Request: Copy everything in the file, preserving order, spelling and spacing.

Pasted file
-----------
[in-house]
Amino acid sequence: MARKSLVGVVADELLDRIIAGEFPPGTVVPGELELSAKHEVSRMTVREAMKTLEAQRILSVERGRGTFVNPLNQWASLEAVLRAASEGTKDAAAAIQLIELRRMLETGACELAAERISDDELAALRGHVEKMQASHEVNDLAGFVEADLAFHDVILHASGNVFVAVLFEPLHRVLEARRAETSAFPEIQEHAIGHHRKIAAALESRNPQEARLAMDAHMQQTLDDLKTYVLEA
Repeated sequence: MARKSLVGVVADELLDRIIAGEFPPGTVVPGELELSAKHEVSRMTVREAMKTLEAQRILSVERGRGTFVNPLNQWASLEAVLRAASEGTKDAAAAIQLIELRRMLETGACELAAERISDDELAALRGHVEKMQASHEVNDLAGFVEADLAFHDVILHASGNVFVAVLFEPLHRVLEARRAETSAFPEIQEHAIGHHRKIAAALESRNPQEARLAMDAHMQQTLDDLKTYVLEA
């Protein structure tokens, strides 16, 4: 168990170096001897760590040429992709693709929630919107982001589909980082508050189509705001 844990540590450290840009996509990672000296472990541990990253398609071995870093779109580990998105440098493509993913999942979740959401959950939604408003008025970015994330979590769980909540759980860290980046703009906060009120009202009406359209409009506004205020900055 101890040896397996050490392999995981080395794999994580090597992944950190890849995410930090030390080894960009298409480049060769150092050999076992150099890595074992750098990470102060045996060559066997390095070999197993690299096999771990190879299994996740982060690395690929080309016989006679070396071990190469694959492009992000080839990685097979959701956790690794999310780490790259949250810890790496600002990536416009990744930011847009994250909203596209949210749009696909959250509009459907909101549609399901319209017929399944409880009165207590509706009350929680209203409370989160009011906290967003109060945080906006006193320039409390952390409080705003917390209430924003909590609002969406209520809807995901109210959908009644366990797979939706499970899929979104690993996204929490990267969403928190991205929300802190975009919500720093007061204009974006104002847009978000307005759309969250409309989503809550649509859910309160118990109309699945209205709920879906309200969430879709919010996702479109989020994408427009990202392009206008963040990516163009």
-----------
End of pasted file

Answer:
[in-house]
Amino acid sequence: MARKSLVGVVADELLDRIIAGEFPPGTVVPGELELSAKHEVSRMTVREAMKTLEAQRILSVERGRGTFVNPLNQWASLEAVLRAASEGTKDAAAAIQLIELRRMLETGACELAAERISDDELAALRGHVEKMQASHEVNDLAGFVEADLAFHDVILHASGNVFVAVLFEPLHRVLEARRAETSAFPEIQEHAIGHHRKIAAALESRNPQEARLAMDAHMQQTLDDLKTYVLEA
Repeated sequence: MARKSLVGVVADELLDRIIAGEFPPGTVVPGELELSAKHEVSRMTVREAMKTLEAQRILSVERGRGTFVNPLNQWASLEAVLRAASEGTKDAAAAIQLIELRRMLETGACELAAERISDDELAALRGHVEKMQASHEVNDLAGFVEADLAFHDVILHASGNVFVAVLFEPLHRVLEARRAETSAFPEIQEHAIGHHRKIAAALESRNPQEARLAMDAHMQQTLDDLKTYVLEA
């Protein structure tokens, strides 16, 4: 168990170096001897760590040429992709693709929630919107982001589909980082508050189509705001 844990540590450290840009996509990672000296472990541990990253398609071995870093779109580990998105440098493509993913999942979740959401959950939604408003008025970015994330979590769980909540759980860290980046703009906060009120009202009406359209409009506004205020900055 101890040896397996050490392999995981080395794999994580090597992944950190890849995410930090030390080894960009298409480049060769150092050999076992150099890595074992750098990470102060045996060559066997390095070999197993690299096999771990190879299994996740982060690395690929080309016989006679070396071990190469694959492009992000080839990685097979959701956790690794999310780490790259949250810890790496600002990536416009990744930011847009994250909203596209949210749009696909959250509009459907909101549609399901319209017929399944409880009165207590509706009350929680209203409370989160009011906290967003109060945080906006006193320039409390952390409080705003917390209430924003909590609002969406209520809807995901109210959908009644366990797979939706499970899929979104690993996204929490990267969403928190991205929300802190975009919500720093007061204009974006104002847009978000307005759309969250409309989503809550649509859910309160118990109309699945209205709920879906309200969430879709919010996702479109989020994408427009990202392009206008963040990516163009």